78 A.D.3d 672 (2010)

913 N.Y.S.2d 659

WILLIAMS NANA NSIAH-ABABIO, Appellant, v. CHARLES D. HUNTER et al., Respondents.

Appellate Division of the Supreme Court of New York, Second Department.

Decided November 3, 2010.

Ordered that the order is reversed, on the law, with costs, and the plaintiff's motion for summary judgment on the issue of liability is granted.

The plaintiff allegedly sustained personal injuries when the motor vehicle he was operating was struck in the rear by a vehicle owned by the defendant B.O. Astra Management Corp. and operated by the defendant Charles D. Hunter. Following joinder of issue and some pretrial discovery, the plaintiff moved for summary judgment on the issue of liability. The Supreme Court denied the motion. We reverse.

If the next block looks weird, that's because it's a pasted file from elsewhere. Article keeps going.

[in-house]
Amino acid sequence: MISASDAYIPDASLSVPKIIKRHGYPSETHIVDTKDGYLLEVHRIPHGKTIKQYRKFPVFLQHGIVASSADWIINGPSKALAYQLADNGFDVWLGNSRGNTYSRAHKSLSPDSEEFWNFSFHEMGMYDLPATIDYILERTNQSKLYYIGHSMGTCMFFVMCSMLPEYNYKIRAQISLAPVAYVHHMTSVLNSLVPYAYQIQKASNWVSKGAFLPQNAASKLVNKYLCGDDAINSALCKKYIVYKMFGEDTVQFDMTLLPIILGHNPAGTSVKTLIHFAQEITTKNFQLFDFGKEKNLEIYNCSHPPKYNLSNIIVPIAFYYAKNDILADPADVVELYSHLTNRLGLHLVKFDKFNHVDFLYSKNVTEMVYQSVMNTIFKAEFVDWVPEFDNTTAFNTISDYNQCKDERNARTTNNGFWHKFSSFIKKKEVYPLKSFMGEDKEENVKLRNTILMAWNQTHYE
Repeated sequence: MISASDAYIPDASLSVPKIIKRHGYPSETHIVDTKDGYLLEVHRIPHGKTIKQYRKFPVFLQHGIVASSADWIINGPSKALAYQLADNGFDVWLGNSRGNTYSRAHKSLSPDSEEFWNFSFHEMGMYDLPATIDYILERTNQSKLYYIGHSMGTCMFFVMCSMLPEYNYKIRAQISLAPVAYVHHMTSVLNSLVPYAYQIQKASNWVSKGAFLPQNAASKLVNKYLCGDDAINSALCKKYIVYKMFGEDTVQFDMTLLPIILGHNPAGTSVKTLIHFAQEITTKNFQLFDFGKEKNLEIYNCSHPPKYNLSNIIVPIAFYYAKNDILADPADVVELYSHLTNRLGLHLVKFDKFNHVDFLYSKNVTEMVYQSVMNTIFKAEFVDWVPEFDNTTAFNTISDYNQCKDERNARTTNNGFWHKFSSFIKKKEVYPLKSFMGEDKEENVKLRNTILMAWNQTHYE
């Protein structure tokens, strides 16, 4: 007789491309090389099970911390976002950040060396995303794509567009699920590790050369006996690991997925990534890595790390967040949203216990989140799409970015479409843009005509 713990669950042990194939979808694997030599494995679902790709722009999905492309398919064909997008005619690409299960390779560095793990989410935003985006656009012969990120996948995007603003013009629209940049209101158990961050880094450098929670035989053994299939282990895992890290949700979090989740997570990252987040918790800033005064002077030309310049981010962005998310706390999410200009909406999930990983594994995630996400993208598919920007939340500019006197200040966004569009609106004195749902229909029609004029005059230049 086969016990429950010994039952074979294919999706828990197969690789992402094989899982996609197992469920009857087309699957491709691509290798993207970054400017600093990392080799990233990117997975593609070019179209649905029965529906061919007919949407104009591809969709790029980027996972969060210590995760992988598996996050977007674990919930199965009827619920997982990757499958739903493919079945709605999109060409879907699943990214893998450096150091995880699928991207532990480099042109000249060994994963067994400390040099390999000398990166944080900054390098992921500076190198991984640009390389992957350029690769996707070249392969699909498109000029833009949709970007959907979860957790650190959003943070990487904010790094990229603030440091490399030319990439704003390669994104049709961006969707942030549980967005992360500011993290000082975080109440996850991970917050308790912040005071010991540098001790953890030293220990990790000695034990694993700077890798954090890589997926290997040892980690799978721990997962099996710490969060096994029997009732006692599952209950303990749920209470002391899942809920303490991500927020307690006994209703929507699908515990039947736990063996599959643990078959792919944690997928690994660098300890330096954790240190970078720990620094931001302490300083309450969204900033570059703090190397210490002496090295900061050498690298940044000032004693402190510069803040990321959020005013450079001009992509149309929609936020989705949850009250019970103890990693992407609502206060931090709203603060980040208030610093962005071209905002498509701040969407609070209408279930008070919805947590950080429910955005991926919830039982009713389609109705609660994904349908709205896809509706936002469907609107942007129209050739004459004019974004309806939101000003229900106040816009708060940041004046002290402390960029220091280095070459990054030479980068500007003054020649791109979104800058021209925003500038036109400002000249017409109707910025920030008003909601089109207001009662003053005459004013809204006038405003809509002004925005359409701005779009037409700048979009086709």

A driver of a vehicle approaching another vehicle from the rear is required to maintain a reasonably safe distance and rate of speed under the prevailing conditions to avoid colliding with the other vehicle (see Vehicle and Traffic Law § 1129 [a]; see generally Pawlukiewicz v Boisson, 275 A.D.2d 446, 447 [2000]; Maxwell v Lobenberg, 227 A.D.2d 598, 598-599 [1996]). Here, the plaintiff demonstrated his prima facie entitlement to judgment as a matter of law by submitting his own deposition testimony regarding the circumstances of the accident and his proper operation of his vehicle, as well as the defendant Hunter's admission, made immediately following the accident and memorialized in a police accident report (see Nieves v JHH Transp., LLC, 40 A.D.3d 1060 [2007]), that his vehicle struck the plaintiff's vehicle in the rear. In opposition to this prima facie showing, the defendants failed to raise a triable issue of fact (see generally Zuckerman v City of New York, 49 N.Y.2d 557, 562 [1980]). In this regard, the defendants' contention that the motion should have been denied pursuant to CPLR 3212 (f) as premature is unpersuasive. Accordingly, the Supreme Court should have granted the plaintiff's motion for summary judgment on the issue of liability.


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